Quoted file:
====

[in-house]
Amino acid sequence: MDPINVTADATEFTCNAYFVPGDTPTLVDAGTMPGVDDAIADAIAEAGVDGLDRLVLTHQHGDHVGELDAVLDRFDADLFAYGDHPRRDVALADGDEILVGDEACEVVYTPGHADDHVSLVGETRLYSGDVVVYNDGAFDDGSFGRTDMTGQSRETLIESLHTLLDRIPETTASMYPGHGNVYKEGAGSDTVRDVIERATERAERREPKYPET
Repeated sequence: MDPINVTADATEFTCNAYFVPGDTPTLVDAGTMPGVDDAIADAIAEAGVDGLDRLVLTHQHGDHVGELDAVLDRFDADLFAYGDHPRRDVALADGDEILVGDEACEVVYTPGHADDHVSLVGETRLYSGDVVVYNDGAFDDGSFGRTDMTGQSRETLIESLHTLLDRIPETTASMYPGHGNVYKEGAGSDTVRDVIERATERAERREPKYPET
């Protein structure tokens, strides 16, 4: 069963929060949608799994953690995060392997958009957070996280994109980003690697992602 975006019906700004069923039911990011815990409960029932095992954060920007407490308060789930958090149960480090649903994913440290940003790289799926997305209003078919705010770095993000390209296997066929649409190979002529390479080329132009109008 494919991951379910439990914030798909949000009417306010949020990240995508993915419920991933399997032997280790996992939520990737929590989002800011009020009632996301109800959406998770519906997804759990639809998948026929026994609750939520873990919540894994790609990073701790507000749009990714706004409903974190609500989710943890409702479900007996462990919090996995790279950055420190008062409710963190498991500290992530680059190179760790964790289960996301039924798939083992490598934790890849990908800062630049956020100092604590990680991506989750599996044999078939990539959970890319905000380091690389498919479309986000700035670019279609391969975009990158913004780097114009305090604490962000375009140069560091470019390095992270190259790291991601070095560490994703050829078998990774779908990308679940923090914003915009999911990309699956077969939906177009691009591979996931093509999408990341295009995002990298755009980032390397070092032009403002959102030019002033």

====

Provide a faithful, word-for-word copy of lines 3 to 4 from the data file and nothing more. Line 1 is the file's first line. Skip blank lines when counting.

Repeated sequence: MDPINVTADATEFTCNAYFVPGDTPTLVDAGTMPGVDDAIADAIAEAGVDGLDRLVLTHQHGDHVGELDAVLDRFDADLFAYGDHPRRDVALADGDEILVGDEACEVVYTPGHADDHVSLVGETRLYSGDVVVYNDGAFDDGSFGRTDMTGQSRETLIESLHTLLDRIPETTASMYPGHGNVYKEGAGSDTVRDVIERATERAERREPKYPET
């Protein structure tokens, strides 16, 4: 069963929060949608799994953690995060392997958009957070996280994109980003690697992602 975006019906700004069923039911990011815990409960029932095992954060920007407490308060789930958090149960480090649903994913440290940003790289799926997305209003078919705010770095993000390209296997066929649409190979002529390479080329132009109008 494919991951379910439990914030798909949000009417306010949020990240995508993915419920991933399997032997280790996992939520990737929590989002800011009020009632996301109800959406998770519906997804759990639809998948026929026994609750939520873990919540894994790609990073701790507000749009990714706004409903974190609500989710943890409702479900007996462990919090996995790279950055420190008062409710963190498991500290992530680059190179760790964790289960996301039924798939083992490598934790890849990908800062630049956020100092604590990680991506989750599996044999078939990539959970890319905000380091690389498919479309986000700035670019279609391969975009990158913004780097114009305090604490962000375009140069560091470019390095992270190259790291991601070095560490994703050829078998990774779908990308679940923090914003915009999911990309699956077969939906177009691009591979996931093509999408990341295009995002990298755009980032390397070092032009403002959102030019002033």